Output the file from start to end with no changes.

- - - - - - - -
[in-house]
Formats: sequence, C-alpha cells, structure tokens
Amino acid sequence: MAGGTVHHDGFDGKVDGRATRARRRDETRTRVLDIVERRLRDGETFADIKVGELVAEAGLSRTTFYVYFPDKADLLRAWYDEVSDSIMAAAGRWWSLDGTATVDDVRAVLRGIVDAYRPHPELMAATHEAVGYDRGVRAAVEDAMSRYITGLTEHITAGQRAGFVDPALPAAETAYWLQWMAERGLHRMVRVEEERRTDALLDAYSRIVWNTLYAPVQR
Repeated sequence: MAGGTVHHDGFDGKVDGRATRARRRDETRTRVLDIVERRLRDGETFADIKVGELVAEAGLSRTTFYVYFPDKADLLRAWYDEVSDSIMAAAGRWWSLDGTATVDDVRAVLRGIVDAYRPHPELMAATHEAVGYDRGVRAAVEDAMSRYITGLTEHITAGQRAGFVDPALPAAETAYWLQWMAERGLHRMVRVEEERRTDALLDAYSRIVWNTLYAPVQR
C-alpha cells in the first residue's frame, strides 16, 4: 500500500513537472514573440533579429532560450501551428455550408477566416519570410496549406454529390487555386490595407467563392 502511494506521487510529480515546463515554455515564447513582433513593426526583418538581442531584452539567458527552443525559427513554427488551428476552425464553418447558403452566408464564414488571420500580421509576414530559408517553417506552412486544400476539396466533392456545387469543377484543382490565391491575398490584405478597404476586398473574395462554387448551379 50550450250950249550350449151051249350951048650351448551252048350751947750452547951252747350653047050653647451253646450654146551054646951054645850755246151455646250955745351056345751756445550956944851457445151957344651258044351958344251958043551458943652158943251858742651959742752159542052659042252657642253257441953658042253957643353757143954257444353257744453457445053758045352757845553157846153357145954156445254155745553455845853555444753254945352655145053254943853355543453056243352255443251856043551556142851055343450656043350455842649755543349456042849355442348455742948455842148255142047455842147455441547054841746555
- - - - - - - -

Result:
[in-house]
Formats: sequence, C-alpha cells, structure tokens
Amino acid sequence: MAGGTVHHDGFDGKVDGRATRARRRDETRTRVLDIVERRLRDGETFADIKVGELVAEAGLSRTTFYVYFPDKADLLRAWYDEVSDSIMAAAGRWWSLDGTATVDDVRAVLRGIVDAYRPHPELMAATHEAVGYDRGVRAAVEDAMSRYITGLTEHITAGQRAGFVDPALPAAETAYWLQWMAERGLHRMVRVEEERRTDALLDAYSRIVWNTLYAPVQR
Repeated sequence: MAGGTVHHDGFDGKVDGRATRARRRDETRTRVLDIVERRLRDGETFADIKVGELVAEAGLSRTTFYVYFPDKADLLRAWYDEVSDSIMAAAGRWWSLDGTATVDDVRAVLRGIVDAYRPHPELMAATHEAVGYDRGVRAAVEDAMSRYITGLTEHITAGQRAGFVDPALPAAETAYWLQWMAERGLHRMVRVEEERRTDALLDAYSRIVWNTLYAPVQR
C-alpha cells in the first residue's frame, strides 16, 4: 500500500513537472514573440533579429532560450501551428455550408477566416519570410496549406454529390487555386490595407467563392 502511494506521487510529480515546463515554455515564447513582433513593426526583418538581442531584452539567458527552443525559427513554427488551428476552425464553418447558403452566408464564414488571420500580421509576414530559408517553417506552412486544400476539396466533392456545387469543377484543382490565391491575398490584405478597404476586398473574395462554387448551379 50550450250950249550350449151051249350951048650351448551252048350751947750452547951252747350653047050653647451253646450654146551054646951054645850755246151455646250955745351056345751756445550956944851457445151957344651258044351958344251958043551458943652158943251858742651959742752159542052659042252657642253257441953658042253957643353757143954257444353257744453457445053758045352757845553157846153357145954156445254155745553455845853555444753254945352655145053254943853355543453056243352255443251856043551556142851055343450656043350455842649755543349456042849355442348455742948455842148255142047455842147455441547054841746555